Thom Rainer is the president and CEO of LifeWay Christian Resources.  Prior to LifeWay, he served at The Southern Baptist Theological Seminary for twelve years where he was the founding dean of the Billy Graham School of Missions and Evangelism.  He is a 1977 graduate of the University of Alabama and earned his Master of Divinity and Ph.D. degrees from The Southern Baptist Theological Seminary. In addition to speaking in hundreds of venues over the past 20 years, Rainer led Rainer Group, a church and denominational consulting firm, from 1990 to 2005. The firm provided church health insights to over 500 churches and other organizations over that period. Rainer and his wife, Nellie Jo, have three grown sons: Sam, Art and Jess, who are married to Erin, Sarah and Rachel respectively.  The Rainers have six grandchildren: Canon, Maggie, Nathaniel, Will (with the Lord), Harper, and Bren. He is the author of twenty-four books, including Breakout Churches, Simple Life, Simple Church, Raising Dad, The Millennials, and Essential Church.  His latest book, Autopsy of a Deceased Church, was released in 2014 by B&H Publishing Group.

See more articles by >


What say you? Leave a comment!

Recent Comments
comment_post_ID); ?> I am a senior citizen who has lived in many areas of the US, the farthest south being Virginia DC area. There are several church plants in the area--some failed, some doing well. One of the sadist failures was a plant in NW Washington near a large Presbyterian Church (I had been an elder in the church, so I knew the area) where changes in church doctrine was driving many away from the PCUSA churches. There were many mature Christians who lived in the area who were very willing to participate and give generously to the church. Its failure was a loss. The pastor and his wife lived in a VA suburb, wanted something that would appeal to their tastes, which included "praise music". There was a professional piano teacher and several people who had sung in choirs in the area. Their suggestions were completely ignored. Forget that there was joyous participation in singing hymns and silence by many for the praise music. The experienced church leaders that were attending were expected to seek the wisdom of the pastor who did not live in the area rather than have any role in leadership. There is another church plant in Northern Virginia that seems to be going the same way. My take: the pastors should get past their high-school and college days culture and get to know and appreciate the people of the community. Do not try to reproduce Intervarsity or Campus Crusade. Hymns are not a sin and "uneducated" (never graduated from college) should not be ignored as uninformed or stupid. People who have served in and/or live in the area are needed in leadership and not just to serve coffee and give. We all need to pray together and serve God in the community in which there is to be a plant. Glenna Hendricks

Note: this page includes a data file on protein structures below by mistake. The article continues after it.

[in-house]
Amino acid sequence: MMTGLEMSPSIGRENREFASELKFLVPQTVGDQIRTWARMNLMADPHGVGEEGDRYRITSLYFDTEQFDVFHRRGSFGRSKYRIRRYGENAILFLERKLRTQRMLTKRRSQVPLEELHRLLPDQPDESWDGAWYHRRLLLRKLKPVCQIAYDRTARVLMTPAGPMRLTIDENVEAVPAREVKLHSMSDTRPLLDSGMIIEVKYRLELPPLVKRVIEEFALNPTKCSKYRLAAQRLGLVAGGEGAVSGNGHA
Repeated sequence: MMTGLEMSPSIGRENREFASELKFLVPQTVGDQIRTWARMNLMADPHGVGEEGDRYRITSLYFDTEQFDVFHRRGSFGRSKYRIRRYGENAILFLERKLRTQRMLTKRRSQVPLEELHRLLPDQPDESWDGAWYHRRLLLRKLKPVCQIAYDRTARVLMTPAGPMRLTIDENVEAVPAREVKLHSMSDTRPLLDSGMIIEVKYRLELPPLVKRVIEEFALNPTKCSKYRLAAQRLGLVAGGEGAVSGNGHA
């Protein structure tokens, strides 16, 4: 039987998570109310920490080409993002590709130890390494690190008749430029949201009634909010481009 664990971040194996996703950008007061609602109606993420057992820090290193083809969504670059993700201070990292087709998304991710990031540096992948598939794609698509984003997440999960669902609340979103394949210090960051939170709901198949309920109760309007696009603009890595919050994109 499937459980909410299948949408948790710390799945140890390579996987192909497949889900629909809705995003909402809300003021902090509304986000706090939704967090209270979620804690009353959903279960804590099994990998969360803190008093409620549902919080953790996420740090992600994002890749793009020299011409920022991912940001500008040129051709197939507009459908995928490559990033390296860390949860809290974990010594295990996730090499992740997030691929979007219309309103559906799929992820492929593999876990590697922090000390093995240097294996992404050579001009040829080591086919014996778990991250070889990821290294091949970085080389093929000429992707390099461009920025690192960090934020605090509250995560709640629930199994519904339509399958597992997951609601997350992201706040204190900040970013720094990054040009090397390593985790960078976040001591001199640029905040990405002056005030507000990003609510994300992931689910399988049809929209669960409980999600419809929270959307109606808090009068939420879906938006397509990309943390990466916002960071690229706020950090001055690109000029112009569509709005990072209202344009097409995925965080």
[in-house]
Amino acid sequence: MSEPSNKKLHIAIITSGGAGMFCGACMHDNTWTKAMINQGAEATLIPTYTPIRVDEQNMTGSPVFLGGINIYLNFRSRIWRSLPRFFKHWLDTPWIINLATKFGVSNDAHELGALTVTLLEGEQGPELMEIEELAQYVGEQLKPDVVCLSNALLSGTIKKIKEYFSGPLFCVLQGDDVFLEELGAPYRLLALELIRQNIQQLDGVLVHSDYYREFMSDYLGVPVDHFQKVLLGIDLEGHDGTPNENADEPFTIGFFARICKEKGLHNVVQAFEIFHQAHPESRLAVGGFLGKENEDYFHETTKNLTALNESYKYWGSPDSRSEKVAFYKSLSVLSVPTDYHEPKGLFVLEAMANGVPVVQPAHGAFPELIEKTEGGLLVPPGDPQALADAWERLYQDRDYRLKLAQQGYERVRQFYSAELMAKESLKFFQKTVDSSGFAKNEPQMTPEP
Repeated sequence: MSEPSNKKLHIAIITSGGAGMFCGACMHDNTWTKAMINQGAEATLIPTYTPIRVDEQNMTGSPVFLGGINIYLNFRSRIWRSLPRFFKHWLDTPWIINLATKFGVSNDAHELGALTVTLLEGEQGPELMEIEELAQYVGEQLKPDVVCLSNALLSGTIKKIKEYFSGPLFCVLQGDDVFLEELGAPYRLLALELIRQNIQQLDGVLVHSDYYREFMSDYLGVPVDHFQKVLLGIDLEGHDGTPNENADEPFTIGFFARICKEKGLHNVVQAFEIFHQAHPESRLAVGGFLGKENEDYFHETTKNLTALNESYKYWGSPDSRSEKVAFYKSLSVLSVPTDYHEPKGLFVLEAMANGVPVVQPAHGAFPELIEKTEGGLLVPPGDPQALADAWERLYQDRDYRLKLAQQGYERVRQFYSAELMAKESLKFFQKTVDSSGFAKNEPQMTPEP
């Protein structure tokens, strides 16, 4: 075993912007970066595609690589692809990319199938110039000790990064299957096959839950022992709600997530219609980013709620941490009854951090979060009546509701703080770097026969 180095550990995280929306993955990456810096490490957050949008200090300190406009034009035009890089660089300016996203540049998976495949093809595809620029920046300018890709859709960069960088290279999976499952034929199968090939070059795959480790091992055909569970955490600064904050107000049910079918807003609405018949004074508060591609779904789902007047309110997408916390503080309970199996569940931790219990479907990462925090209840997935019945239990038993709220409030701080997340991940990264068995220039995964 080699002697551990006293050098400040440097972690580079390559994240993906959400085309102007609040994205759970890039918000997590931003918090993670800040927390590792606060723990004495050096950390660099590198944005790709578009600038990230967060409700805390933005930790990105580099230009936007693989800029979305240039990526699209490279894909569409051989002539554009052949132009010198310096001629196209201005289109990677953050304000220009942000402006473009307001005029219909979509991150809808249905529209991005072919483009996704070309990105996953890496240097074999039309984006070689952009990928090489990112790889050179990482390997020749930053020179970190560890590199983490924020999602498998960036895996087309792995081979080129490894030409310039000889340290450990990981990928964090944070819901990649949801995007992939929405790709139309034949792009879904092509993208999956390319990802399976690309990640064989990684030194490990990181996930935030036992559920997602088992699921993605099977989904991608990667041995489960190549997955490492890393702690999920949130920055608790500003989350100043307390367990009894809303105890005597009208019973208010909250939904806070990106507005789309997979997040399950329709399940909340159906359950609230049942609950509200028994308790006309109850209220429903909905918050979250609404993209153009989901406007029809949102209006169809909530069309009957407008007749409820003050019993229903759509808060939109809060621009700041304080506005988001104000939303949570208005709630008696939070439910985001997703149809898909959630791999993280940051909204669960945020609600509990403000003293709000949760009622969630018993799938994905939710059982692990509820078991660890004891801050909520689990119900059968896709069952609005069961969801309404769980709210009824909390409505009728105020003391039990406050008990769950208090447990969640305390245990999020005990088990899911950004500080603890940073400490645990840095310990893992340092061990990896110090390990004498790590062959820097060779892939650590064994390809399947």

— Glenna Hendricks
comment_post_ID); ?> I like it Mac and do agree with your opinions on the matter. Thanks much
— winston
comment_post_ID); ?> In this era, we have the opportunity of professional church staff today who utilize their gifting to shape the image and atmosphere of the church organization. But the 100% real impact on the church visitors is genuine evidence of changed lives by the gospel and the active growing discipleship (just as it was in the first century church). One demonstration is financially rich believers ministering equally together with poor believers (how odd, and incredibly miraculous; all humble and bow at the foot of the cross.). It is the awesome contrast of church members vocations, race, gender, age, maturity, gifting, humility that demonstrates to visitors "there is a Spirit in the place". That first-time guest list of 10 are "physical excuses", not spiritual excuses. Those don't tell the story. The condition of facilities and publicly greeting people have zero to do with it. The power of God in and through believers lives dedicated to impact other people with their relationship bridge-building of acceptance of the lost around them. Empowered believers are infectious, loving, helpful, giving, self-less, dynamic, compelling, bold, Christ-filled. As I have been in many church settings domestically and internationally, the facilities can be poor, and yet the fellowship can still be rich. We need to operate with first church humility. People come to Christ on His terms, not on our human abilities of hospitality. A huge catastrophe in a community, disaster relief brings lots of people into churches – many come to the church in those terrible conditions no matter the physical condition of the local church. Off the condition of facility, and onto the condition of God's people (living stones).... and everything else will grow.... and the other physical issues will be corrected by the staff.
— Russ Wright

Clarity Process

Three effective ways to start moving toward clarity right now.